For patients with liver metastasis or patients unwilling or not well enough for chemotherapy, what treatment option would you choose?
In a liver metastasis example or a situation in which a patient is either unwilling or not quite well enough to have chemotherapy, I might consider the chemotherapy-sparing option, but there are no easy answers.
My personal preference is to use pembrolizumab alone only in high [PD-L1] expressers unless there’s a good reason why I can’t give [immunotherapy]. The patient who’s well enough for treatment but not well enough for combination therapy has comorbidities, where giving platinum doublet might be tricky. During COVID-19, I’ve [limited platinum-doublet therapy] out of a desire to minimize the myelotoxicity that would come from giving the platinum.
[For patients who refuse chemotherapy], I would have an honest conversation [and tell them] that the nivolumab and ipilimumab combination is not necessarily the tolerable combination. Then I would be thinking about single-agent immunotherapy.
A lot of people have the idea [that chemotherapy is always worse,] and it behooves us to have honest conversations about the fact that even immunotherapy-based strategies can have their own issues.
It’s frustrating not to have better biomarkers, and that’s an active area of ongoing research for the more than 60% of patients who don’t have the option of actionable target. What is the best strategy? Who needs combinations? Which combination should we use? These are important questions, as they pertain not only to survival but to clinical and financial toxicity. These drugs cost a lot, and people can do very well for a long time. So we owe it to them to figure out how to use these drugs wisely.
What would you use for a maintenance therapy in this setting?
Pembrolizumab maintenance without pemetrexed; I think that’s a viable strategy. I imagine it’s because of concerns about continued long-term use of pemetrexed, and fatigue and peripheral edema tend to be the 2 biggest adverse effects that people have with long-term use, and some cytopenias. What was studied in KEYNOTE-189 that gave the best survival outcome was pembrolizumab and pemetrexed maintenance rather than singleagent maintenance.1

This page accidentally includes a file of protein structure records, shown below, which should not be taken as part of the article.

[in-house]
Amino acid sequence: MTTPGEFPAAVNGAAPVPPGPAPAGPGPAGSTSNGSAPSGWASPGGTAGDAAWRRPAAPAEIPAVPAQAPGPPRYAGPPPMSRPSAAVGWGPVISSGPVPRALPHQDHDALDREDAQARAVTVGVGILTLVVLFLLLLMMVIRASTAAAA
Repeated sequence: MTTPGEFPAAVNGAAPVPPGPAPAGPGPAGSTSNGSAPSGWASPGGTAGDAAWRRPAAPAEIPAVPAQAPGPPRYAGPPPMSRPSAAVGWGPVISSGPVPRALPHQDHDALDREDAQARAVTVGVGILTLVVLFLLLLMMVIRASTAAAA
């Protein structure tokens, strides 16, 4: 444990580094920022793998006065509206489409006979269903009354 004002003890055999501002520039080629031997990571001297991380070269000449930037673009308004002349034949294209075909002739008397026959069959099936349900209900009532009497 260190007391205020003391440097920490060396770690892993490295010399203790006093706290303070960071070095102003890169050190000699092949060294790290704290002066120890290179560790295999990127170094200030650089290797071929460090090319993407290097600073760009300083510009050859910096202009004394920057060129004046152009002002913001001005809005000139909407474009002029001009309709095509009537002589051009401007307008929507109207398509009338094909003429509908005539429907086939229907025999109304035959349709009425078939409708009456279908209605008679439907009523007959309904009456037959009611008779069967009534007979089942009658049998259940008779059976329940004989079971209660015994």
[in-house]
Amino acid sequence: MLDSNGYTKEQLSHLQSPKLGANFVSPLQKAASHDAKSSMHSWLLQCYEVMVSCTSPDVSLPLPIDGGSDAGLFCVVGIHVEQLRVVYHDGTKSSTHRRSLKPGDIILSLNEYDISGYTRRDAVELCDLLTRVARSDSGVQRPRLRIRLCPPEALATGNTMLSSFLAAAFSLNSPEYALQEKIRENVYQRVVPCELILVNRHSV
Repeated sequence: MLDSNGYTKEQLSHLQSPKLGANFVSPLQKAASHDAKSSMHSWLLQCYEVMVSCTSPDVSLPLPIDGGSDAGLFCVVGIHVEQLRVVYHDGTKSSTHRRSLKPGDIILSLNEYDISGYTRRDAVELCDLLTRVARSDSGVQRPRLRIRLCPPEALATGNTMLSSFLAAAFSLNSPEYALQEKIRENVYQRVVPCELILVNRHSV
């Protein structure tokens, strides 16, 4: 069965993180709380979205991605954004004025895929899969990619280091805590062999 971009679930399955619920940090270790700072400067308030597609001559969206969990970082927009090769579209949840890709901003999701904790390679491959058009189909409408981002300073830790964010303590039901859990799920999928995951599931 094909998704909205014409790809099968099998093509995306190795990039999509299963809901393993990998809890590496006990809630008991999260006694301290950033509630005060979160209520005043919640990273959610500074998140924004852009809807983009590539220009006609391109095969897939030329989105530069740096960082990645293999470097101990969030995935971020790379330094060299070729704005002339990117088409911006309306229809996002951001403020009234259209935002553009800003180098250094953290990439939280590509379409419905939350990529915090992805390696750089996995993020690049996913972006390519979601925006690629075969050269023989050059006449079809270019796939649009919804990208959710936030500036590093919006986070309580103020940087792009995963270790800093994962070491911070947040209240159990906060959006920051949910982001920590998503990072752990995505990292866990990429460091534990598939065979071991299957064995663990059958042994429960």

Please explain the data behind docetaxel and ramucirumab as a second-line therapy option.
The evidence behind docetaxel and ramucirumab is data from the REVEL trial [NCT01168973], which looked at this combination in the second line versus docetaxel alone.16
We don’t use antiangiogenic agents such as bevacizumab in patients with squamous histology tumors in the first-line setting because there was a high [rate] of hemorrhagic life-threatening events in the initial trials of platinum with bevacizumab in the squamous group in this trial in the second-line setting. [In spite of this], patients with squamous or nonsquamous tumors were permitted entry as long as there wasn’t major blood vessel involvement from a central tumor––and no intratumoral cavitation, which increases the hemorrhagic risk––as long as they’d had no thromboembolic events within 6 months of treatment initiation, and as long as there was no gross hemoptysis or active GI bleeding.16
Any patient in the second-line setting could get docetaxel and ramucirumab versus docetaxel alone. There was a small but present OS benefit in patients on docetaxel and ramucirumab of 10.5 months versus 9 months for patients on docetaxel alone, with an HR of 0.86 [95% CI, 0.75-0.98] and some incremental increase in ORR, 23% when you add ramucirumab to docetaxel versus docetaxel alone, 14% [odds ratio, 1.89 (95% CI, 1.41-2.54)].
In the preplanned subgroup analysis in patients with aggressive disease…aggressive disease was defined as disease progressing within 9 months of treatment initiation, first-line treatment initiation, or refractory disease, with a best response of PD [progressive disease] with firstline platinum-doublet therapy. In this group of patients with refractory or hyperprogressive disease, there was a significant improvement in OS, approaching 9 months in patients who received ramucirumab in addition to docetaxel [for up to 8 weeks] as opposed to docetaxel alone [6.9 months; HR, 0.83 (95% CI, 0.61-1.15)].17
One of the challenges with this subgroup analysis is that there are a lot of different definitions of refractory or hyperprogressive disease that one might use. The pragmatic definition, which is the one they use, is you give patients frontline platinum doublet and the first scan you get, there’s PD already or short-interval progression within a few months of platinum initiation. There is a signal here that, in this particular subgroup of patients, there may be significant added benefit from adding an antiangiogenic to the taxane rather than taxane alone, which is effectively what was happening with this patient.
He received 4 cycles of platinum doublet and is already having symptomatic progression. It’s a reasonable choice in patients who don’t have eligibility issues with use of antiangiogenics; they didn’t restrict use of antiangiogenics in older patients in the REVEL trial.16 But there is concern about giving it to people older than 65 or 70 years of age. Those older patients were represented in small numbers in that trial. The other things they looked at were quality of life and toxicity outcomes.